How to wash your hair: a lesson from hair guru – Philip Kingsley

With clinics in London and New York and a client list that includes stars, celebrities, politicians and royalty, Philip Kingsley is widely recognised as a leading authority on his subject.

PHILIP KINGSLEY

Called “The Hair Doctor” by The Times and “The Hair Guru” by The New York Times, Philip Kingsley, born in London, has been a practising trichological consultant since 1957. The list of Kingsley’s clients reads like a world’s Who’s Who. He even created the product Elasticizer specifically for Audrey Hepburn, and has continued to develop a wide range of award-winning hair care products. Philip Kingsley understands better than anyone the meaning of a ‘bad hair day’, after all he invented the term.

Have you ever considered if you are washing your hair correctly? We shampoo alone, and most often do it the same way.  I’m frequently asked how often should hair be washed and the answer is simple – daily! You wash or cleanse your face every day to keep skin looking its best – your hair goes to all the same places so it too needs daily care.

Choosing the right products for your hair
Choice of shampoo is important – choose one according to your hair type: fine and straight, wavy, frizzy etc.

Pre-Shampoo
All hair types will benefit from a healthy hair regime that includes a ‘pre shampoo’. This is a conditioning treatment applied before shampoo onto dampened hair, and left in for approximately 15 minutes. The aim of the treatment is to moisturize the hair from within, penetrating deep under the hair cuticles helping to moisturise, condition and strengthen. This pre-shampoo treatment helps repair and protect your hair from weathering and chemical damage caused during processing such as colouring, straightening and perming.Cationic conditioners are particularly effective in pre shampoo treatments as they deposit a molecular layer of ingredients onto the hair surface as well as neutralising static and improving comb through and shine. Simply, using a pre-shampoo treatment prevents the heavy build-up that is often encountered with intensive conditioners. The ingredients used to carry the treatment into the hair cuticle need to be shampooed off otherwise the hair would be limp, sticky and without shine.

How to Dry Your Hair
The secret of safe drying is good timing and every second counts. The ideal way is to first pat your hair with a towel then let it dry naturally, but this is not always convenient. The obvious alternative is to use a dryer, and it is not the dryer which can cause damage to your hair but the way you use it. Overuse of the hairdryer can rob the hair of precious moisture, leaving it dry, dull and brittle. Here are a few simple steps to use your dryer quickly and safely:

Towel Drying
Press your hair with a towel to remove excess moisture. Follow by gently removing tangles with a wide-toothed comb, starting at the ends.

The Right Hairdryer
It should have separate controls for temperature and speed. Special air flow diffuser attachments spread the heat over a wider area, the wider the attachment the better. However, for fast drying don’t use the attachment.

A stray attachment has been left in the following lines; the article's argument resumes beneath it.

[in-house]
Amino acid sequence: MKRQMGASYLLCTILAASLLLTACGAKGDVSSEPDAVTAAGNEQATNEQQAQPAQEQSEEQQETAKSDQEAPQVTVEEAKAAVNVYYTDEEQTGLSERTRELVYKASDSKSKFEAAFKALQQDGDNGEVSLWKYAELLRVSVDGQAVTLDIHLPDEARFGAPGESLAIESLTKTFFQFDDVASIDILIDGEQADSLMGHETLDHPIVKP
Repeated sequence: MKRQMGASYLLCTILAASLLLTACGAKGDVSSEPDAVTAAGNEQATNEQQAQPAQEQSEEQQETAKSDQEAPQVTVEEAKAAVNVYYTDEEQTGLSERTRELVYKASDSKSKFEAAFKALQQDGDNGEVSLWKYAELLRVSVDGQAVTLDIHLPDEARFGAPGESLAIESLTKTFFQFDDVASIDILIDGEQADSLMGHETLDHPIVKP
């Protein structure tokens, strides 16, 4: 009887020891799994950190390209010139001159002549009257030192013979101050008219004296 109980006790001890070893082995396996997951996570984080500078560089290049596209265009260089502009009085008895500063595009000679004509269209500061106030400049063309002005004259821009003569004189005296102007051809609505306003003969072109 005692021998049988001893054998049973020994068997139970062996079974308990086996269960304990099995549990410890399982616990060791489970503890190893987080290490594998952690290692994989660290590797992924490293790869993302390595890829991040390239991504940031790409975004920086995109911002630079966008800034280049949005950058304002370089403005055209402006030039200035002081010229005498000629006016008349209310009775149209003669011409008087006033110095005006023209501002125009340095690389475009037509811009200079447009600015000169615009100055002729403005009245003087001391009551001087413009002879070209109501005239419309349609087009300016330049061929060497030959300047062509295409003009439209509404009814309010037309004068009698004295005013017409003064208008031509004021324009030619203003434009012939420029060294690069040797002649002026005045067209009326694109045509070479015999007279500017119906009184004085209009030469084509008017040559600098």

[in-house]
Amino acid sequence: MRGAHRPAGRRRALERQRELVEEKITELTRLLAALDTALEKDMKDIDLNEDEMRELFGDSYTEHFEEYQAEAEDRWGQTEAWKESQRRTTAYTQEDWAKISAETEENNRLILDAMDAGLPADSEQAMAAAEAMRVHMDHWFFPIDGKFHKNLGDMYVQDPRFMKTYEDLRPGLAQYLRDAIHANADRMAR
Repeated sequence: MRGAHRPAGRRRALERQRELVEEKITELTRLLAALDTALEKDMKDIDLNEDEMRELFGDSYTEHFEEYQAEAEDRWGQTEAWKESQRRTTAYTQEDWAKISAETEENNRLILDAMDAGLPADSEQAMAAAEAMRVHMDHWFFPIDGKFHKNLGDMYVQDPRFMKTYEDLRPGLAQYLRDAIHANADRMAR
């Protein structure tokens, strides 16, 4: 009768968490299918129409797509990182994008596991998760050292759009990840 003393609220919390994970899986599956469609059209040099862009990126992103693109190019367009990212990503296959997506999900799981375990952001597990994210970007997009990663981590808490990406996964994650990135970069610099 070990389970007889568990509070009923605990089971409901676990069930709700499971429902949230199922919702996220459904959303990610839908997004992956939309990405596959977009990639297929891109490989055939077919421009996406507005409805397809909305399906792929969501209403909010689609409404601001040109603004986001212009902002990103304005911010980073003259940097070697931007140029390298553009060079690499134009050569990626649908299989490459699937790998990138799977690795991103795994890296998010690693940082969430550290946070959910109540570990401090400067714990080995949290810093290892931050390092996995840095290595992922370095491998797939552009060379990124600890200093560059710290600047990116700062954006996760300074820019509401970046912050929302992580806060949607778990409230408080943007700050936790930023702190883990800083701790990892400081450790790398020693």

Using the Hairdryer
Hold the hair dryer about 6 inches away. Dry the back and sides of your head first and work towards the crown and front. Start on a high speed and high temperature and as the hair begins to dry gradually reduce the heat. If you use a brush for styling, choose one made of soft, pliable plastic and use it gently.

Adding volume
If you have limp, thin or straight hair, as you finish drying, bend over, still using the hairdryer, let your hair hang down towards the floor. Gently brush or comb your hair in this direction with the dryer following behind. This improves scalp circulation and generally increases volume and body.

Finishing Off
When the hair is almost dry, turn down the heat and reduce the speed. Check the hair constantly. Do not over-dry your hair – stop when your hair is just dry. That extra few seconds of heat can dry out the moisture and lead to dullness, breakage and split ends.

Brushing
It is better to use a comb than a brush – a comb is easier on your hair. Vigorous brushing weakens your hair by removing some of the hair’s cuticle. Brushing may break hair off of the cuticle. The constant traction, pulls the hair out. Sharp bristles will also scratch your scalp.
Brushes are often an essential styling tool – but you need to be careful. Choose a brush with a long, widely spaced plastic (not natural) bristle, as plastic bristles are smoother, blunter and kinder. Preferably the bristles should be ball-tipped. Natural bristles are sharper and tufted close together. Above all, avoid anything with metal prongs. Use a ‘saw-cut’ comb in which each tooth is cut into it, making it smoother. They are available in plastic or vulcanite (hard rubber). Avoid cheap plastic combs made from a mould as these can cut into the hair. Metal combs are even worse as their edges can lacerate the hair. The best styling results are obtained when using a comb to ease out tangles and a brush to style the hair into shape while using the blow dryer. It is vital to make sure they are cleaned regularly as they are prone to collect dirt, which will be deposited back on to your hair.

Check out Philip Kingsley’s full list of products…..